What is essential when hunting vampires? Silver, among other things. Silver bullets, to be more specific. Magical artefacts that when equipped, solve any problem. Software development knows vampires very well – creatures of the night, lurking in the shadows, creeping in. Deeply embedded bugs, holes in the documentation, codebase growing into a big ball of mud. Growing application complexity on one hand with cloud infrastructure becoming more and more accessible fostered microservice architecture popularity - but that’s not enough. Microservices architectural style is not a silver bullet to wipe out all vampires, but still very useful. Here are some challenges and solutions.
Microservices are taking the world of software product development by storm. They are even viewed as the only legitimate style nowadays by some. At the same time, other architectural styles like a monolith, microkernel or “classical” SOA are viewed as obsolete. Neither perspective is correct. Every architecture is valid and useful in its own right. Every style fits into a specific set of applications and has its own challenges.
Before you can benefit from the advantages of microservice architecture, you need to deal with several challenges:
The name itself. How micro is the “micro”? Getting service boundaries right is one of the key things to decide, as it’s hard to change later. It is tricky as well. Make your services too granular and your system will suffer from chatty communication between services. If it turns on your “performance” warning light – you are right! On the other hand, pushing too much functionality into single service defeats scalability of the system and could make developers stepping onto one another’s toes. So, how small should be small? The best hint lies in the bounded context concept of Domain-Driven Design. Modell your services around distinct business domains of your system. Expose only the information required by other services and keep your domain model private. Taking e-commerce example, your bounded contexts would be inventory, shopping cart, customer management etc. Now when you structure development teams around services modelled this way, the system architecture would mimic your teams’ structure. And that’s how you could benefit from Conway's Law.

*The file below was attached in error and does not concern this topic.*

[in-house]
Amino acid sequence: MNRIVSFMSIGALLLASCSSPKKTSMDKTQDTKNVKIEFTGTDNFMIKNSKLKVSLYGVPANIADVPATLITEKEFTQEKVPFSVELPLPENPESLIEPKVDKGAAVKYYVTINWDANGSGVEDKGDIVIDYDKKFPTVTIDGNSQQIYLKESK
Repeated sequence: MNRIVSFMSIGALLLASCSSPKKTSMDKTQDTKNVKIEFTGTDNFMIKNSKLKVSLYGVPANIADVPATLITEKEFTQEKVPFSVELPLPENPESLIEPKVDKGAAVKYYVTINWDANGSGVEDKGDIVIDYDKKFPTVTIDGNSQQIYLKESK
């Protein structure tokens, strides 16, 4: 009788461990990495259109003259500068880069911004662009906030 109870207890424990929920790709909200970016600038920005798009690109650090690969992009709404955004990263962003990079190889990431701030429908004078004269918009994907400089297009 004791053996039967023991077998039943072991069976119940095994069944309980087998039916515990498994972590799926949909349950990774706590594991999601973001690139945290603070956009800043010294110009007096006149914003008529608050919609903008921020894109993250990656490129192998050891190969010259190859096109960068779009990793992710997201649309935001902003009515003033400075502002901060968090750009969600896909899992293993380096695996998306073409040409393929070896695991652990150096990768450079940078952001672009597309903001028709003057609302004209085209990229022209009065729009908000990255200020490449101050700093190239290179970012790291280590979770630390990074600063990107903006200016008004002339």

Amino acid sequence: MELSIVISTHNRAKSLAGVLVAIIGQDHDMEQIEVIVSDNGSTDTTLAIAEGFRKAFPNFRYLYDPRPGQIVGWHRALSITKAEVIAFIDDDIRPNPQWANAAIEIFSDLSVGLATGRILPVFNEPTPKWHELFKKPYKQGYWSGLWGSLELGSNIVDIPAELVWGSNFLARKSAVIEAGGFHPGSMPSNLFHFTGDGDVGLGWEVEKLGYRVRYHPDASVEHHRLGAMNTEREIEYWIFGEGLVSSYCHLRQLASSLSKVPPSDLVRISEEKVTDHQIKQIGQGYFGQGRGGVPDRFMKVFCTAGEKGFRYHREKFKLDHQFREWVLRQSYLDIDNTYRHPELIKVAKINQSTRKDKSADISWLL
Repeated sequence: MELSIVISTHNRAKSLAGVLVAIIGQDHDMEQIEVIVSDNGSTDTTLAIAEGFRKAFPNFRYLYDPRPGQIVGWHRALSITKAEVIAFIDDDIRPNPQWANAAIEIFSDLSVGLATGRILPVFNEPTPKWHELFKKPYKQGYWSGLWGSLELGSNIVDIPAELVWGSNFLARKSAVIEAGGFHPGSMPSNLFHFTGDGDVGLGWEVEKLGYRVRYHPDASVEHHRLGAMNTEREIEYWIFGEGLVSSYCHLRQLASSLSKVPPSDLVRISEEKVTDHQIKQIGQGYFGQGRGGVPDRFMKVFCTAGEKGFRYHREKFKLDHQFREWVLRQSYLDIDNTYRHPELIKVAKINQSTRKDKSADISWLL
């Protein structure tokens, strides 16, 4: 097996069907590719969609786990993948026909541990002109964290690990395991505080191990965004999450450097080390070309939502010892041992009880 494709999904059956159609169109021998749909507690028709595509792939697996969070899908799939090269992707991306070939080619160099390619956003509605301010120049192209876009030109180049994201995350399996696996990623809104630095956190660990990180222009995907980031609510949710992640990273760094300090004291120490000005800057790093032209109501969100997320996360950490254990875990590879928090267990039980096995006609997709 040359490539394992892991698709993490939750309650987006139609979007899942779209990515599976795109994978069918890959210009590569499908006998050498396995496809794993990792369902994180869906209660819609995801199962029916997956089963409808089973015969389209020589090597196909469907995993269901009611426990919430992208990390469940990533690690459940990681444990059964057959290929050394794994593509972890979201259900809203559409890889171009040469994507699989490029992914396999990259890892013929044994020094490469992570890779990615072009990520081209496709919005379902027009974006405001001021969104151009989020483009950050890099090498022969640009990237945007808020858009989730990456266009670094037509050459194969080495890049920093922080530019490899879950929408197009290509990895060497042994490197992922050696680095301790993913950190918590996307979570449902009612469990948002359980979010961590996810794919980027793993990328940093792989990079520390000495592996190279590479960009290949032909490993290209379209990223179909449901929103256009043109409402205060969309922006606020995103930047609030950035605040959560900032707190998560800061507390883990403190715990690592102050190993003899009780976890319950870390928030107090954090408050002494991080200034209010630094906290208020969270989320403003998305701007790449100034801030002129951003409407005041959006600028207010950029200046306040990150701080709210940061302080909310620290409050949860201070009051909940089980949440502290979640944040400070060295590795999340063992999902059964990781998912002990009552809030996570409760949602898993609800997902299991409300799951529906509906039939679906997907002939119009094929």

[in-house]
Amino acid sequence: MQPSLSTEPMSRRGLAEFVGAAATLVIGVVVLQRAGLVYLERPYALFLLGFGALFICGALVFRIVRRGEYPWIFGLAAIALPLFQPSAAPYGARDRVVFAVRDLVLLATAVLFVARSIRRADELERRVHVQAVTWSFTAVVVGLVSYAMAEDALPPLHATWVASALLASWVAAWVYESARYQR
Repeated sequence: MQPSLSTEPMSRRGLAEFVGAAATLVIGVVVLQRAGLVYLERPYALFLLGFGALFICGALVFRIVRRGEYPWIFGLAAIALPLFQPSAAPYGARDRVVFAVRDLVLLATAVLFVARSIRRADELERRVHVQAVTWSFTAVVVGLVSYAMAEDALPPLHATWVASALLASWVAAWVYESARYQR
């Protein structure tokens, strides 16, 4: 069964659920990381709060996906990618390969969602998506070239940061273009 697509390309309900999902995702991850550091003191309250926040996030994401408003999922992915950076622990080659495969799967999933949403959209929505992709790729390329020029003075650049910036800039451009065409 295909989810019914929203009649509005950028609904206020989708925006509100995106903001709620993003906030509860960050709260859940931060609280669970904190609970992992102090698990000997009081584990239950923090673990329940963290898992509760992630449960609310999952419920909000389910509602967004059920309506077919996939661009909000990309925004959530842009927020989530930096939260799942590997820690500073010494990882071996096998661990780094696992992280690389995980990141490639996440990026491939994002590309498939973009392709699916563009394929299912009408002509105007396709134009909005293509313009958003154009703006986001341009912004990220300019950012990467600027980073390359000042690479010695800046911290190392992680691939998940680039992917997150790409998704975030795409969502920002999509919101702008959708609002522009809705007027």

Monitoring and health-check. Under microservice architecture, it is easy to forget that with great power comes great responsibility. When an application is broken down into many cooperating and sometimes co-dependent parts, the natural outcome is more ground to cover. When something fails you need a way to find out what and where pretty quickly. This is where health check mechanisms come into play. Monitoring of your infrastructure and each microservice can save you hours by letting you know that something is off. Advanced monitoring algorithms can even do this in advance, so you would be able to react before a disaster happens.
Testing. When dealing with so many moving parts you don’t want to spend a better part of your day (or night) verifying everything by hand. Embracing a good testing strategy and sticking to it is the key to ensure the quality of every microservice and system as the whole. The good testing strategy should impose coverage of every component and aspect while being reasonable and not to force testing for its own sake. Your toolbox contents are unit, component, integration, contract, end-to-end tests – figure out how to make the best use of that.
Preparing for failure. In a distributed system question about failure is no longer if but when. It’s like car maintenance – you need to service it regularly and replace parts that are expected to fail soon. A system based on microservice architecture is not as predictable as a car though. You need to be prepared – what to do when any of the components fail. Thinking of it ahead of time and proactively designing your system for failure will make it resilient. Now, whatever comes, there are plans A, B, C etc. When a single microservice misbehaves, others, which depend on it, may just cut it off – that would gracefully degrade system’s functionality but overall, it’s better than bringing the whole system down. That’s what we call failure isolation.